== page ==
A few weeks ago, I wrote an article about how I wanted game developers to show more creativity when designing games. I wanted them to stop looking at “first person shooters” as a way to beat people over the head with predominantly “male” themes, and to stop looking at “match three games” as a way to beat people over the head with predominantly “female” themes. So I readied my dart, took careful aim…
Instead of sparking a conversation about whether or not there is a difference between a mechanic and a theme, and whether themes are mistaken for mechanics when trying to develop or market a game, folks started talking about all the complex social issues surrounding gender and games. We talked about how the important women in our lives played “male” games and liked them just fine, and about how marketing is usually aimed at one group or another. We talked about the gaming industry as a whole being inclined toward males. And a few – just a few – touched on harassment in the community.
In response, I dug a little deeper and decided to approach this topic from a different angle. So I started doing some more research and…
Holy Maker, there are a lot of things to consider when talking about gender, sexuality, representation, and video games.
“Representation” is a word that gets used a lot to mean “diversity,” in regards to gender, skin color, sexual orientation, and other easily-recognizable attributes of different groups of people. But is it enough to stick a “minority” into a game and claim representation? While, yes, that minority now has technically been included in the mainstream game, that’s not usually considered enough.
People then ask for “realistic portrayals” and “less stereotyping.” If you followed all the GamerGate drama (a topic for another post so please hold your fire in the comments), you’ll know that just sticking a woman – for instance – into a game isn’t enough. It’s how she is being portrayed that is the issue. And so it is with any group of people, majority or minority.
But what does that really mean? Well, quite a lot. So much, in fact, that we have another two-part topic on our hands. Today we’ll be playing it nice and safe and talking about the importance of identification in video games, and next time we’ll talk about whether identification is important, what it means for “representation” in games, and some societal implications of what we’ve learned.
Please note: I will be discussing this issue using generalizations, as any research you look up in this area deals with “averages.” There will always be individuals who fall outside the average, but that does not mean that these experiences are not true for other/the majority of people.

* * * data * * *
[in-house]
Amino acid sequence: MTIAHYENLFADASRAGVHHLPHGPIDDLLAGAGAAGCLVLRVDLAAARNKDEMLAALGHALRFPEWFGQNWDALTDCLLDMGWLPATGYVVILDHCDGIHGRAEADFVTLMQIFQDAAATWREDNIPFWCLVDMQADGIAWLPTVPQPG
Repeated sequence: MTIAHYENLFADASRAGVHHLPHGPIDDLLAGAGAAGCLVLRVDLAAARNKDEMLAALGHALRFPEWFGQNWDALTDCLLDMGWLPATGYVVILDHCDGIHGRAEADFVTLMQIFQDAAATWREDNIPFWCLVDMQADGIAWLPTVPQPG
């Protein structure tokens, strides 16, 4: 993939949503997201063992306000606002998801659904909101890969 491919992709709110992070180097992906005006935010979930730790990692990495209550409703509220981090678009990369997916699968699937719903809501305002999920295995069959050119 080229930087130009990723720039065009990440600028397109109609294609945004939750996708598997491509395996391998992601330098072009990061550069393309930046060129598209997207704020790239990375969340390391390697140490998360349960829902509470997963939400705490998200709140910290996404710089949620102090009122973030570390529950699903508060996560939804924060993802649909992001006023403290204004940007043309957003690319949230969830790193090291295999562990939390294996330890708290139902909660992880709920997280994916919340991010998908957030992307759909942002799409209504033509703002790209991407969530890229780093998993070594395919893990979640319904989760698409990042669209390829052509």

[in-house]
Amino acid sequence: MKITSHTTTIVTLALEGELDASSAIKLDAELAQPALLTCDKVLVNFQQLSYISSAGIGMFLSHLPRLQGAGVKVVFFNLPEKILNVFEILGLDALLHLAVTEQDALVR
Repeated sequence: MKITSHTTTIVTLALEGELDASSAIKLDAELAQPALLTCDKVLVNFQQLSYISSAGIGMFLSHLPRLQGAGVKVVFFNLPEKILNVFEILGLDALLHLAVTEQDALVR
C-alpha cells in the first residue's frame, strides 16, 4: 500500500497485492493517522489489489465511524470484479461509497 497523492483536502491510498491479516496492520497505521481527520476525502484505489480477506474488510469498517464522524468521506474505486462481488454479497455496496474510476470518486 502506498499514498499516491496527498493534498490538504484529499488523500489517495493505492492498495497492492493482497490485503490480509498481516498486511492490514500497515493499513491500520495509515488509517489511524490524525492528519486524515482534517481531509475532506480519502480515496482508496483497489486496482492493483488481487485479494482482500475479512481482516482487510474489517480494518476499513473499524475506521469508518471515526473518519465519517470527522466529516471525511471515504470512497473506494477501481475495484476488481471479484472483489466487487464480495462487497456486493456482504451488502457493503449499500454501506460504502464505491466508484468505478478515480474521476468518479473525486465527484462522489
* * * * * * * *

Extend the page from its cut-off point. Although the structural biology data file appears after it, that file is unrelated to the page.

Identification can have a few different meanings when applied to a person or a social group. It can refer to either accepting the rules/norms of a social group as one’s own beliefs, or it can mean regarding the characteristics of another person as yours. In other words, you “see yourself” in another person.
After reading through the discussions from my “Playing Like a Girl” article, I began to really wonder why women – myself included – never really raised the issue of wanting more female protagonists, but then when given the option to play as a female character, they took it. I also wondered why some men choose to play as female characters, and some have claimed (anecdotally) that they connect with their female PCs moreso than their male ones.
When talking specifically about fictional characters, another little detail is added that can make a world of difference. A person looks at a character and either identifies with them or identifies as them.
That is the distinction that this article will seek to clarify. We will also explore when and whether “identifying as” and “identifying with” characters are important for an audience to experience.
When people identify “as” something, usually we mean specific demographic information, such as gender, heritage, height, right- or left-handedness, the color of our skin or hair, whether we wear glasses, our job, our social class, our sexual orientation, and other details like these. These attributes are usually superficial and don’t represent who we are, but rather what we are. I may identify as a woman who wears glasses, but that doesn’t mean that I “see myself” in any character who is a woman who wears glasses.
For instance, Bayonetta is a woman and wears glasses, yet when I look at Bayonetta I do not see someone “like” me. We share some surface characteristics, but that’s not enough for me to think she is a representation of me or of women who wear glasses.